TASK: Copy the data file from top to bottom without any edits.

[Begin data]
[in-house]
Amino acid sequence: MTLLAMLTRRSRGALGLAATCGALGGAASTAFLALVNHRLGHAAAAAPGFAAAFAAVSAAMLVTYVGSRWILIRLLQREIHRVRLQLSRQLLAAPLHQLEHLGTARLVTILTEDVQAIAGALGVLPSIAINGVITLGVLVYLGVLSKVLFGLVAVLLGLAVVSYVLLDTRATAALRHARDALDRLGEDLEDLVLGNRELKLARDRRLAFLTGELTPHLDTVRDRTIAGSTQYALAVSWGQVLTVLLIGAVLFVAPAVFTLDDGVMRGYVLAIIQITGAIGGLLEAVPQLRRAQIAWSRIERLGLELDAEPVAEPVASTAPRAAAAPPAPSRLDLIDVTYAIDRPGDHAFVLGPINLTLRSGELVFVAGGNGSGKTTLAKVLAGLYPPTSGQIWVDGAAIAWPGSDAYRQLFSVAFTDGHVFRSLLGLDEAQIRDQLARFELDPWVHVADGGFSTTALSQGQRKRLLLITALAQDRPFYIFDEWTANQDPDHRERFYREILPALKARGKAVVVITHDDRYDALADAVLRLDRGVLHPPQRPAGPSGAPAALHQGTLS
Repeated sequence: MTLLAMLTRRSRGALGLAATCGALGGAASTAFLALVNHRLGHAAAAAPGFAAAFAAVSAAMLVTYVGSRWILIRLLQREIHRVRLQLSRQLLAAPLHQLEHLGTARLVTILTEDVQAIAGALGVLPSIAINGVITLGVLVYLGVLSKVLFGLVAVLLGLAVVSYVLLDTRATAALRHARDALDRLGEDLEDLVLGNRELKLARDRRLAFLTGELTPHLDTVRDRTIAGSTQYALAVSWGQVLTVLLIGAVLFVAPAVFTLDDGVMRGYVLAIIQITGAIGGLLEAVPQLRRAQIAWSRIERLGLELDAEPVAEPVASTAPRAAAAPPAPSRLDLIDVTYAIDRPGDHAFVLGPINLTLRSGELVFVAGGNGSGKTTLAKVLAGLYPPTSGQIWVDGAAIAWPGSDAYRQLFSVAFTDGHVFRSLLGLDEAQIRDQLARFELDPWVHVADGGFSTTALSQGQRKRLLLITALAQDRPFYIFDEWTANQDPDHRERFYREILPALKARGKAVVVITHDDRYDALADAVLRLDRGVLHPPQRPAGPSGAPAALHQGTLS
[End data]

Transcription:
[in-house]
Amino acid sequence: MTLLAMLTRRSRGALGLAATCGALGGAASTAFLALVNHRLGHAAAAAPGFAAAFAAVSAAMLVTYVGSRWILIRLLQREIHRVRLQLSRQLLAAPLHQLEHLGTARLVTILTEDVQAIAGALGVLPSIAINGVITLGVLVYLGVLSKVLFGLVAVLLGLAVVSYVLLDTRATAALRHARDALDRLGEDLEDLVLGNRELKLARDRRLAFLTGELTPHLDTVRDRTIAGSTQYALAVSWGQVLTVLLIGAVLFVAPAVFTLDDGVMRGYVLAIIQITGAIGGLLEAVPQLRRAQIAWSRIERLGLELDAEPVAEPVASTAPRAAAAPPAPSRLDLIDVTYAIDRPGDHAFVLGPINLTLRSGELVFVAGGNGSGKTTLAKVLAGLYPPTSGQIWVDGAAIAWPGSDAYRQLFSVAFTDGHVFRSLLGLDEAQIRDQLARFELDPWVHVADGGFSTTALSQGQRKRLLLITALAQDRPFYIFDEWTANQDPDHRERFYREILPALKARGKAVVVITHDDRYDALADAVLRLDRGVLHPPQRPAGPSGAPAALHQGTLS
Repeated sequence: MTLLAMLTRRSRGALGLAATCGALGGAASTAFLALVNHRLGHAAAAAPGFAAAFAAVSAAMLVTYVGSRWILIRLLQREIHRVRLQLSRQLLAAPLHQLEHLGTARLVTILTEDVQAIAGALGVLPSIAINGVITLGVLVYLGVLSKVLFGLVAVLLGLAVVSYVLLDTRATAALRHARDALDRLGEDLEDLVLGNRELKLARDRRLAFLTGELTPHLDTVRDRTIAGSTQYALAVSWGQVLTVLLIGAVLFVAPAVFTLDDGVMRGYVLAIIQITGAIGGLLEAVPQLRRAQIAWSRIERLGLELDAEPVAEPVASTAPRAAAAPPAPSRLDLIDVTYAIDRPGDHAFVLGPINLTLRSGELVFVAGGNGSGKTTLAKVLAGLYPPTSGQIWVDGAAIAWPGSDAYRQLFSVAFTDGHVFRSLLGLDEAQIRDQLARFELDPWVHVADGGFSTTALSQGQRKRLLLITALAQDRPFYIFDEWTANQDPDHRERFYREILPALKARGKAVVVITHDDRYDALADAVLRLDRGVLHPPQRPAGPSGAPAALHQGTLS